On February 18, 2022, EMU history graduate student Connor K. Ashley was interviewed about his work in the University Archives by FOX 2 Detroit. It was Ashley's first time meeting 91-year-old US Army veteran William “Bill” Volano in person, but he felt like he had known Bill for years.
Bill Volano, a member of the Ypsilanti Rotary Club and longtime resident of Ann Arbor, volunteered for over two decades to record the oral histories of veterans from across Washtenaw County and Michigan as a part of the Veterans History Project of the Library of Congress. Volano would eventually donate his decades worth of stories of American veterans to the EMU Archives. Ashley worked for months to digitize the video interviews donated by Volano and in the process, heard Bill’s voice for almost 48 hours in total, but because he was never on camera, Ashley’s first meeting with Volano occurred during the FOX 2 Detroit interview.
“It was a great experience,” said Ashley, “It was a great and commendable effort that Bill was able to get on FOX 2 because he had not been on camera before. His story had not been told and he deserves a lot of credit for volunteering and documenting these stories over the last several decades.”
The story behind Veterans History Project at EMU Archives
Starting in 2000, the United States Congress passed a bill creating the Veterans History Project in order to record the oral histories of veterans from foreign conflicts. Volano was approached by a member of the Ypsilanti Rotary Club to see if he would be willing to interview veterans for the Veteran History Project, which is now a part of the American Folklife Center of the Library of Congress. Volano agreed and reached out to the Library of Congress for some funding for equipment but was rejected. He then reached out to three non-profit organizations for grant money for him to purchase equipment and materials for recording interviews.
From 2000 to the present, Volano has been recording histories of veterans at the Ypsilanti District Library on Michigan Ave and in different people’s homes. In August 2021, Volano donated a collection of 142 mini digital videotapes of veteran oral histories conducted by him and other volunteers, including Eastern Michigan University faculty and students.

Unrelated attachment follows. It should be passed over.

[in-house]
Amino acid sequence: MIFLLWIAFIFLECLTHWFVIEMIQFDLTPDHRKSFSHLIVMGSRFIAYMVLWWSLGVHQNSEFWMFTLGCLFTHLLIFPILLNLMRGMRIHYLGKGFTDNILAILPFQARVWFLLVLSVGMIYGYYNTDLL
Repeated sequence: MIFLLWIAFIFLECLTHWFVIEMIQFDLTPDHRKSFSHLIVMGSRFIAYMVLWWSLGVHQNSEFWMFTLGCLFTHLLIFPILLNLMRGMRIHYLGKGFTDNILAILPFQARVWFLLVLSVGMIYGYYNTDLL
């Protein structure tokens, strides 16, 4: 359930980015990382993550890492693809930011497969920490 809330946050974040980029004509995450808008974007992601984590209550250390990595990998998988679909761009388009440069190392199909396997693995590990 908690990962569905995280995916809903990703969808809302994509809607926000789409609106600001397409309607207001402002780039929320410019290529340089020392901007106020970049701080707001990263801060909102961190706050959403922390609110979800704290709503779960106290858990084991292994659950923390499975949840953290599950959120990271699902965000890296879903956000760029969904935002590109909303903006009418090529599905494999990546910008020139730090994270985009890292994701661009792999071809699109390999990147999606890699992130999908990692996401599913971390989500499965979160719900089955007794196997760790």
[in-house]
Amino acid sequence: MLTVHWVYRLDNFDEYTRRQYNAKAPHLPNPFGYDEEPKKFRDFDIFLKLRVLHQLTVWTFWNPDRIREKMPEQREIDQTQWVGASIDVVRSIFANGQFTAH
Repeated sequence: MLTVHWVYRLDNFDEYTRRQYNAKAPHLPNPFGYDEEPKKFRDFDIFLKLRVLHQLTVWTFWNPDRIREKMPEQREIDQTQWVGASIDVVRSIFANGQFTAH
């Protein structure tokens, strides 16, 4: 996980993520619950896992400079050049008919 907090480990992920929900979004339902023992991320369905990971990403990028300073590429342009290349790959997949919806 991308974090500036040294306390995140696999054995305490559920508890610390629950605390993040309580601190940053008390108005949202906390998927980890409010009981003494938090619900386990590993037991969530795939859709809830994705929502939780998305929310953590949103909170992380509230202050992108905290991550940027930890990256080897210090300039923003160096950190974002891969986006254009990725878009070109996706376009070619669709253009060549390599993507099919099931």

The FOX 2 interview gave Ashley the opportunity to talk about some famous people Volano had interviewed, such as EMU graduate and Lieutenant Colonel Charles Kettles. The effort Volano put into documenting Kettles' story of services successfully helped Kettles obtain the Medal of Honor from President Obama in 2016. Volano and his wife were invited to the White House, and President Obama said his name four times, which he regards as a claim to fame.
The week before this interview, Ashley was finally able to visit Volano’s house in Ann Arbor. “I finally did an oral history interview of him. No one has done a history of him, he is always doing this for everyone else. It is an honor to give him the recognition he deserved as part of our collection in the archive as well,” said Ashley. “They are a very fun and welcoming couple, very sprite. Their house is full of framed photos taken around the world, including photos of Queen Elizabeth, Prince Charles, and beautiful photos taken in Italy and Portugal.”
The cataloging and digitizing process